An European Union peer review has concluded that the safety standards applied in Taiwanese nuclear power plants are "generally high and comply with international state-of-the-art practices." However, the peer review team has strongly recommended further improvements in view of Taiwan's vulnerability to natural hazards.
Taiwan currently has six reactors in operation: twin boiling water reactors at both the Chinshan and Kuosheng nuclear power plants, and two 950 MW pressurized water reactors at Maanshan. Two advanced boiling water reactors are also under construction at Lungmen near Taipei.
All nuclear power plants in the EU underwent stress tests and peer reviews in 2011 and 2012. Many other countries and territories also conducted comprehensive nuclear risk and safety assessments, based on the EU stress-test model.
In April 2013, the Taiwanese nuclear safety regulator, the Atomic Energy Council (AEC), invited the European Commission to set up an independent peer review of the stress tests of the Taiwanese NPPs, which were conducted in 2012 by the licensee, the Taiwan Power Company, and by AEC. The European Commission and the European Nuclear Safety Regulators' Group (ENSREG) began the peer review at the end of May 2013. The results were released by the EC on 7 November (summary report).
The EU peer review noted that AEC has not identified any safety-related weaknesses in Taiwanese NPPs, which would require their immediate shutdown. Nevertheless the team recommended "tangible further improvements" in some specific safety related areas.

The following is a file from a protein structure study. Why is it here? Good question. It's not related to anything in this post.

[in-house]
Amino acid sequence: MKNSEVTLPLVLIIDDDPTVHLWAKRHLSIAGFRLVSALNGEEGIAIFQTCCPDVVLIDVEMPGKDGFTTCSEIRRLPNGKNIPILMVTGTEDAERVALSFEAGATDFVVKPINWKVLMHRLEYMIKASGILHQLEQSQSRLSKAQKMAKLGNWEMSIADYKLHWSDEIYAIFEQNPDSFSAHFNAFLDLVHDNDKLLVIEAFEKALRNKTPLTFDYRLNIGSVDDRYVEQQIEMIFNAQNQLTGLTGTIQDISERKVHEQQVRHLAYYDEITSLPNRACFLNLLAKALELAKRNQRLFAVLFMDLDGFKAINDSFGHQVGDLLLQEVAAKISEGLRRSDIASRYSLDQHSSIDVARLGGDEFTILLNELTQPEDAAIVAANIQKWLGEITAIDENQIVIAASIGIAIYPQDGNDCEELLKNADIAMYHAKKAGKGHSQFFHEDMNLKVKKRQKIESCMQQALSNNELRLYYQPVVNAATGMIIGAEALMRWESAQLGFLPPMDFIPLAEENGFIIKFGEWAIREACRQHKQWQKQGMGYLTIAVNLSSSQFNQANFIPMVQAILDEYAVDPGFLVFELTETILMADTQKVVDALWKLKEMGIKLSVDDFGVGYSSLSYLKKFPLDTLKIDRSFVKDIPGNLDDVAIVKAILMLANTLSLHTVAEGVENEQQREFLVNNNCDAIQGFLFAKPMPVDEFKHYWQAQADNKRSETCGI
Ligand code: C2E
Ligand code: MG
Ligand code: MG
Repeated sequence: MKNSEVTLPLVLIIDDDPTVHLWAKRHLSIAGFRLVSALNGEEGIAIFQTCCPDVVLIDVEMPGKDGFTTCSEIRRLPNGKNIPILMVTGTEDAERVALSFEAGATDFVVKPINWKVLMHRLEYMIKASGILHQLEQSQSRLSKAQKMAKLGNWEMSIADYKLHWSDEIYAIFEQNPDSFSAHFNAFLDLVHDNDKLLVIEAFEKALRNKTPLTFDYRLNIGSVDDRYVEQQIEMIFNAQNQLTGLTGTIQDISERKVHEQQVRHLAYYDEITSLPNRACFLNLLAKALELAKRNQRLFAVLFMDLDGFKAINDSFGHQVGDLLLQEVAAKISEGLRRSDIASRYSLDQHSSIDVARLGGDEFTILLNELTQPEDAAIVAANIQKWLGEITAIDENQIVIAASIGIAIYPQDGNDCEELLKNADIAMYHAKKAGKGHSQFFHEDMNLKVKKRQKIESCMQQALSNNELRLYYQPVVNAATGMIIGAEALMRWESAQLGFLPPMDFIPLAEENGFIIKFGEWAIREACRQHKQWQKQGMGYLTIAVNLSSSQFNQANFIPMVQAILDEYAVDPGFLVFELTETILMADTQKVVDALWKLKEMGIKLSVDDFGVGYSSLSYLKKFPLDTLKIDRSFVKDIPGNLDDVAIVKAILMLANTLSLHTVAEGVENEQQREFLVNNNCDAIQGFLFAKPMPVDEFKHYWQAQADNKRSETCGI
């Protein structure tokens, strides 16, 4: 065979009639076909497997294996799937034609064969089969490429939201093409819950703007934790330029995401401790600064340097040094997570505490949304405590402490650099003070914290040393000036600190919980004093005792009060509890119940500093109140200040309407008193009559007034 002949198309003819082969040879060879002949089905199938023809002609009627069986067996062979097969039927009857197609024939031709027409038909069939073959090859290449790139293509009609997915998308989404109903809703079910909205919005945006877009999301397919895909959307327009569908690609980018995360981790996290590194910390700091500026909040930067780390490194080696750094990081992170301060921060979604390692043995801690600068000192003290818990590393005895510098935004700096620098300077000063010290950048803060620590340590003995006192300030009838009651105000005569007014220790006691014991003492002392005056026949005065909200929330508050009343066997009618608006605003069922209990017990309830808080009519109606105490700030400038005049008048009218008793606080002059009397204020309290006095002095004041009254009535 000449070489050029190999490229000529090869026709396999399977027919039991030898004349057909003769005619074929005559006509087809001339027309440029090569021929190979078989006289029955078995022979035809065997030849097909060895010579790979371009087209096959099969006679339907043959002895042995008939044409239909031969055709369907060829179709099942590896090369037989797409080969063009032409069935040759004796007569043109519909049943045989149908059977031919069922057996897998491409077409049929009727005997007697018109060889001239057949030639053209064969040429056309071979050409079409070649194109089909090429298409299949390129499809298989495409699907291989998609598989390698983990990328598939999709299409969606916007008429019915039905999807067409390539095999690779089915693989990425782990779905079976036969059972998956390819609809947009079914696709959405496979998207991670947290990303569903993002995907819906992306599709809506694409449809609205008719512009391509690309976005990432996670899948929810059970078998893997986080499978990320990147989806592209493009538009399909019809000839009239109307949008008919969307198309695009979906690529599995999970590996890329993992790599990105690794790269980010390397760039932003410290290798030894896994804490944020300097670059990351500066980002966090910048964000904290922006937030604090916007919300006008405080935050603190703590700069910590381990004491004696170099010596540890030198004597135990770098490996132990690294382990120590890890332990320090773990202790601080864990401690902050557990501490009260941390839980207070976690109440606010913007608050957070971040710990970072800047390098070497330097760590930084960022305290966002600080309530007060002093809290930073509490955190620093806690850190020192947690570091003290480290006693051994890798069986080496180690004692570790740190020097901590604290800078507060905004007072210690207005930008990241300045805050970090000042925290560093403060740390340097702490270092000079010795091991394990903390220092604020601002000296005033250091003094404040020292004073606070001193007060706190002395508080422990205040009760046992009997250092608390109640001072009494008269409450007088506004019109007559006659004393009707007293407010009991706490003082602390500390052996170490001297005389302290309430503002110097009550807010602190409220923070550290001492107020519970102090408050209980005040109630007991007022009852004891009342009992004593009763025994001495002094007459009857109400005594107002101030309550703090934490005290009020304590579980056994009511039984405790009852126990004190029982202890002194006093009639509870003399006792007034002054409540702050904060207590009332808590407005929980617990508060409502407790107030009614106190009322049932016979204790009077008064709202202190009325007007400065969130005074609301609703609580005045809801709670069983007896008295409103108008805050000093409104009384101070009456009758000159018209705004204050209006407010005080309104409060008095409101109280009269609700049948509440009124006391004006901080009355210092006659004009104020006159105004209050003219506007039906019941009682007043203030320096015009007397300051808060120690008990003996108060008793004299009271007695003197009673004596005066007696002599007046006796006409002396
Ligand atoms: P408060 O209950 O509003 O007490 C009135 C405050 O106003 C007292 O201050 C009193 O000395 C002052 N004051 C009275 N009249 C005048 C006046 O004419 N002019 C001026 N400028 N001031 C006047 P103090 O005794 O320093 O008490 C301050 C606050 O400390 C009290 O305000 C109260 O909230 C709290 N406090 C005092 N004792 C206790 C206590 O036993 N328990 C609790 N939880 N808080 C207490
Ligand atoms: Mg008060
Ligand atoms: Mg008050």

The peer review recommendations call for action to make the power plants more robust against the effects of large earthquakes and flooding, e.g. by building higher tsunami protection walls. It also said "more up-to-date methods and data should be used to evaluate seismic and flooding risks."
The report praised that AEC has ordered the installation of a filtered containment venting systems at all units (it was only installed at one NPP prior to Fukushima). It also said that the ordered installation of passive autocatalytic hydrogen recombiners would "significantly improve the capability of the operators to avoid critical hydrogen build up in the containment and thus reduce risk of explosions." However it did point out that further evaluations are considered necessary to check whether these systems are of sufficient capacity to cope with beyond design basis accident scenarios.
In terms of severe accident countermeasures, the peer review team recommended that given the close proximity of some NPPs, multi-unit and multi-site effects, should be assessed in order to identify potential cliff edge effects. The peer review team also recommended the development of strategies to minimise the quantities of contaminated water produced under accident conditions and the evaluation of options to create closed cooling circuits could greatly improve plant preparedness.
The report advised three measures that could help to ensure transparency on the status of nuclear safety in Taiwan. It also recommended further international cooperation with Taiwan on nuclear safety.
"Despite the fact that nuclear safety is a global issue, Taiwan currently remains, however, somewhat isolated from the international debate on it and would need to attain greater involvement," the report concludes.
It encouraged the international community to consider "more effective ways of cooperation with both the Taiwanese regulator and the licensee," particularly on issues where their integration in international efforts has the potential to significantly reduce risks to human health and the environment on regional and global scales.
The European Commission is currently holding discussions with Armenia and Turkey, regarding possible peer review of their stress tests.
Photo: Maanshan nuclear plant, Taiwan